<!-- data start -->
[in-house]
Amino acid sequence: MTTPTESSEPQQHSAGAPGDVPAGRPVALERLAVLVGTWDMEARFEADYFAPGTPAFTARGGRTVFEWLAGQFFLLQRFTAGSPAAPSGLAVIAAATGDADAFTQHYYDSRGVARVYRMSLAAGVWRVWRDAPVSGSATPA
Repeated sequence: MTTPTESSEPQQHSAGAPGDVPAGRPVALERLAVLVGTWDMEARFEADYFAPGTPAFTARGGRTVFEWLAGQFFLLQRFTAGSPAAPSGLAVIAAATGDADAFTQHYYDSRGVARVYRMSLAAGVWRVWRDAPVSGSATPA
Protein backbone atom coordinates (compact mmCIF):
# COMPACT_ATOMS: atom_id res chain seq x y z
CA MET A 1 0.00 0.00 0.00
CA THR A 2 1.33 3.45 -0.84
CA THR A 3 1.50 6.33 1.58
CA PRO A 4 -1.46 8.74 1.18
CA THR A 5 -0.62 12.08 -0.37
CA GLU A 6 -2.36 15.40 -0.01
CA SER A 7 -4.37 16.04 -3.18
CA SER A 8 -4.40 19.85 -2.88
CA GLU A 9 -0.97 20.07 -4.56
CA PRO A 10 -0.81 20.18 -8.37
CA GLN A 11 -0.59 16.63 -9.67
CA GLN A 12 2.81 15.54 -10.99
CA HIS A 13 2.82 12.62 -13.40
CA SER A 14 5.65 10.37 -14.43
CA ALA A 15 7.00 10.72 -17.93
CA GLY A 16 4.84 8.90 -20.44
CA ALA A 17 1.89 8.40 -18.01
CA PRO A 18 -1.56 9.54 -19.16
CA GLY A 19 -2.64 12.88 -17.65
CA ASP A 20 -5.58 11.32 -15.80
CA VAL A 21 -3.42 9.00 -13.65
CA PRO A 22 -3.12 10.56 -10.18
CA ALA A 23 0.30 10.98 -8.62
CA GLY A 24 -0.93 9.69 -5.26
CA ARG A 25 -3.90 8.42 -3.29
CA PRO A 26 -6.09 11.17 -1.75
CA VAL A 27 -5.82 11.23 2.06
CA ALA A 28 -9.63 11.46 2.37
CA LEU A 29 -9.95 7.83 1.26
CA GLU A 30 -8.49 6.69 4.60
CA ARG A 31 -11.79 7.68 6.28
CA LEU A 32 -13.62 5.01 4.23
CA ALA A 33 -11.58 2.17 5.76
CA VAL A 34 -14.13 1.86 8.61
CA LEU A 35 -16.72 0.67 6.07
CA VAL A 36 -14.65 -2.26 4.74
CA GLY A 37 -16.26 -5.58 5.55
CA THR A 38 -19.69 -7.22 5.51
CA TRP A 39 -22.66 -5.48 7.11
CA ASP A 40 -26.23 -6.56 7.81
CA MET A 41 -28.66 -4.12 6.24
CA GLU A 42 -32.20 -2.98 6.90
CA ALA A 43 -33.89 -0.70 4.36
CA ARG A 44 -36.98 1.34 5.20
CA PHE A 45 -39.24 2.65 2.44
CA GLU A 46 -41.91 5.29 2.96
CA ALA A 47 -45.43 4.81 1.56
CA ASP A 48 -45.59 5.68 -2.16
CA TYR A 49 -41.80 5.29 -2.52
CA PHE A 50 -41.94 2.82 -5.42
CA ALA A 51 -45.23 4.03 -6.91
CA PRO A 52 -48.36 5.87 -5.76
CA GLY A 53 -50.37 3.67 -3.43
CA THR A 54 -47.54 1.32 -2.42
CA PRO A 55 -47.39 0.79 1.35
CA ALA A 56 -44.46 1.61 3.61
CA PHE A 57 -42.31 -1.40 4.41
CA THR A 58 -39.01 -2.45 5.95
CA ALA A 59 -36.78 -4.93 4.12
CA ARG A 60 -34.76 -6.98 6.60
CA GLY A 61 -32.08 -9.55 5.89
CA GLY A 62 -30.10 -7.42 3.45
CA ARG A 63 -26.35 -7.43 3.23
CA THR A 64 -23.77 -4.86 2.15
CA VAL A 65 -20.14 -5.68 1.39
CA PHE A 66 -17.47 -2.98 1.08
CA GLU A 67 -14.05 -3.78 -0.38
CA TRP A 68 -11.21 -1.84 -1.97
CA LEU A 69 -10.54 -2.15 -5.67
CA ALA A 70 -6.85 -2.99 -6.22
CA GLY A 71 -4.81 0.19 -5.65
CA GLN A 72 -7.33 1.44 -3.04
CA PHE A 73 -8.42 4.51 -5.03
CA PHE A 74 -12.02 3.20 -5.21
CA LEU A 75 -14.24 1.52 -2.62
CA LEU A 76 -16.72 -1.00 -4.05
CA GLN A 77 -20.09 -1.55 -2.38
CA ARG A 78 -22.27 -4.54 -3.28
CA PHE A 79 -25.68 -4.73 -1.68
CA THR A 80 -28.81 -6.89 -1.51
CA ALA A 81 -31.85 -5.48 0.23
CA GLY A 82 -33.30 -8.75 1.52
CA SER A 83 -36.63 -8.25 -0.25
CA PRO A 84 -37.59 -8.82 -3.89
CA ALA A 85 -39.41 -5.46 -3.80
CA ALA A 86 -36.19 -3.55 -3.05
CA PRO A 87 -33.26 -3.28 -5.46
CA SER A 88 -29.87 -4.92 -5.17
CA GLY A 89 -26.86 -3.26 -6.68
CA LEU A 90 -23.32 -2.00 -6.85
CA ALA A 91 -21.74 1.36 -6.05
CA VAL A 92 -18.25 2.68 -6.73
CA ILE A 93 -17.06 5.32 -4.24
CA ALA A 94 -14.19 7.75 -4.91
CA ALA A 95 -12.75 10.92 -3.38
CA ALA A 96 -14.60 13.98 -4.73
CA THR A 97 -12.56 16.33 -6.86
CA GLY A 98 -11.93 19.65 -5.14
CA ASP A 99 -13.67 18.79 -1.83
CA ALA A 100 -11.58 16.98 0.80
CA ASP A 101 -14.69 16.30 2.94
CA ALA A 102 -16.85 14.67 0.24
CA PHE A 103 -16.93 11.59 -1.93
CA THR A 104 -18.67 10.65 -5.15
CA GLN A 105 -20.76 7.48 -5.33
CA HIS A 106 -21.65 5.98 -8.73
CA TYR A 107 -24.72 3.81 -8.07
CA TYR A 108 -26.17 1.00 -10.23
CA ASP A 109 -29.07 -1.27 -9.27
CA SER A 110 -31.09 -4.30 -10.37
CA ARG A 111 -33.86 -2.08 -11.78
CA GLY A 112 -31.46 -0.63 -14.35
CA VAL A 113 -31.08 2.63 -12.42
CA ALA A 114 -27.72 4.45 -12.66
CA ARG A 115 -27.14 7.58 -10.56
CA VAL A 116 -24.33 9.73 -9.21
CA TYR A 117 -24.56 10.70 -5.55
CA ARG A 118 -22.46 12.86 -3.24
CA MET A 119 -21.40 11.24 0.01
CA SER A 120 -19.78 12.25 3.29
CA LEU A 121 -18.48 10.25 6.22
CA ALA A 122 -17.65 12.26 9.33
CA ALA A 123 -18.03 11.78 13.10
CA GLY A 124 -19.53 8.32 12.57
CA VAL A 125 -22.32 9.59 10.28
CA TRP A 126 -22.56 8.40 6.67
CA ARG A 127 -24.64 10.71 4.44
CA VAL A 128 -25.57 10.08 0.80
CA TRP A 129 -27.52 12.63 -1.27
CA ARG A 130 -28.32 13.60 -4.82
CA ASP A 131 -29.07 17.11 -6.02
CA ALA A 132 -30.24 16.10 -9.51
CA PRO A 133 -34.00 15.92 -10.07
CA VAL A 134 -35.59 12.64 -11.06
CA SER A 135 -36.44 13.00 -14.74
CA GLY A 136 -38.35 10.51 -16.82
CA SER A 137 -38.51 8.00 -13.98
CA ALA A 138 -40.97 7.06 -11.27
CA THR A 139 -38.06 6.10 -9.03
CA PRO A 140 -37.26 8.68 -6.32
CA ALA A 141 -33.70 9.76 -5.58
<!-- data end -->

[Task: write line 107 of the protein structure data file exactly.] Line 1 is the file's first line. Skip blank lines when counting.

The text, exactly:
CA ALA A 102 -16.85 14.67 0.24